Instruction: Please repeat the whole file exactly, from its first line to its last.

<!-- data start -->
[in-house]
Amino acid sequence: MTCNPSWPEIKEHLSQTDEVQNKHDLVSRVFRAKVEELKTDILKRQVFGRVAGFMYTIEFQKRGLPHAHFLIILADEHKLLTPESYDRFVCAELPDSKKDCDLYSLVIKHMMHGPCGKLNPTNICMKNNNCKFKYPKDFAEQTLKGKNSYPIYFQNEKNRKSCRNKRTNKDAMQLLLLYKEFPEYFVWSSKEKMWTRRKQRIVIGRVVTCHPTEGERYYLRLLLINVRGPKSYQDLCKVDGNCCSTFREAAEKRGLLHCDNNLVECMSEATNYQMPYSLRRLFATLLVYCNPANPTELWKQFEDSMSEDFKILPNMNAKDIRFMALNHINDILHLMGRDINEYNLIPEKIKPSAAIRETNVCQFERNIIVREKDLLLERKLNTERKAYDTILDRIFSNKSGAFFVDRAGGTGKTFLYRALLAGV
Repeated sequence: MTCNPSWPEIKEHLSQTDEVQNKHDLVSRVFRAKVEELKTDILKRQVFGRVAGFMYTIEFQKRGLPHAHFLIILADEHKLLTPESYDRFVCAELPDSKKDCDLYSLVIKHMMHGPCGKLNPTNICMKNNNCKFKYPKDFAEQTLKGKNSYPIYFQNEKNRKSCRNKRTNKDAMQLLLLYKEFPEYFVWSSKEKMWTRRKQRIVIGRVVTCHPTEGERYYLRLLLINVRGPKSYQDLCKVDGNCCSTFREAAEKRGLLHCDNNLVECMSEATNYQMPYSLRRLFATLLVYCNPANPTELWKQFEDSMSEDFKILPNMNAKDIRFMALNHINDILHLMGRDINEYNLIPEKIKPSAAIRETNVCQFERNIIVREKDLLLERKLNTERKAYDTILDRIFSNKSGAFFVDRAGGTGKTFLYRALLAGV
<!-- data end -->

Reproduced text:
[in-house]
Amino acid sequence: MTCNPSWPEIKEHLSQTDEVQNKHDLVSRVFRAKVEELKTDILKRQVFGRVAGFMYTIEFQKRGLPHAHFLIILADEHKLLTPESYDRFVCAELPDSKKDCDLYSLVIKHMMHGPCGKLNPTNICMKNNNCKFKYPKDFAEQTLKGKNSYPIYFQNEKNRKSCRNKRTNKDAMQLLLLYKEFPEYFVWSSKEKMWTRRKQRIVIGRVVTCHPTEGERYYLRLLLINVRGPKSYQDLCKVDGNCCSTFREAAEKRGLLHCDNNLVECMSEATNYQMPYSLRRLFATLLVYCNPANPTELWKQFEDSMSEDFKILPNMNAKDIRFMALNHINDILHLMGRDINEYNLIPEKIKPSAAIRETNVCQFERNIIVREKDLLLERKLNTERKAYDTILDRIFSNKSGAFFVDRAGGTGKTFLYRALLAGV
Repeated sequence: MTCNPSWPEIKEHLSQTDEVQNKHDLVSRVFRAKVEELKTDILKRQVFGRVAGFMYTIEFQKRGLPHAHFLIILADEHKLLTPESYDRFVCAELPDSKKDCDLYSLVIKHMMHGPCGKLNPTNICMKNNNCKFKYPKDFAEQTLKGKNSYPIYFQNEKNRKSCRNKRTNKDAMQLLLLYKEFPEYFVWSSKEKMWTRRKQRIVIGRVVTCHPTEGERYYLRLLLINVRGPKSYQDLCKVDGNCCSTFREAAEKRGLLHCDNNLVECMSEATNYQMPYSLRRLFATLLVYCNPANPTELWKQFEDSMSEDFKILPNMNAKDIRFMALNHINDILHLMGRDINEYNLIPEKIKPSAAIRETNVCQFERNIIVREKDLLLERKLNTERKAYDTILDRIFSNKSGAFFVDRAGGTGKTFLYRALLAGV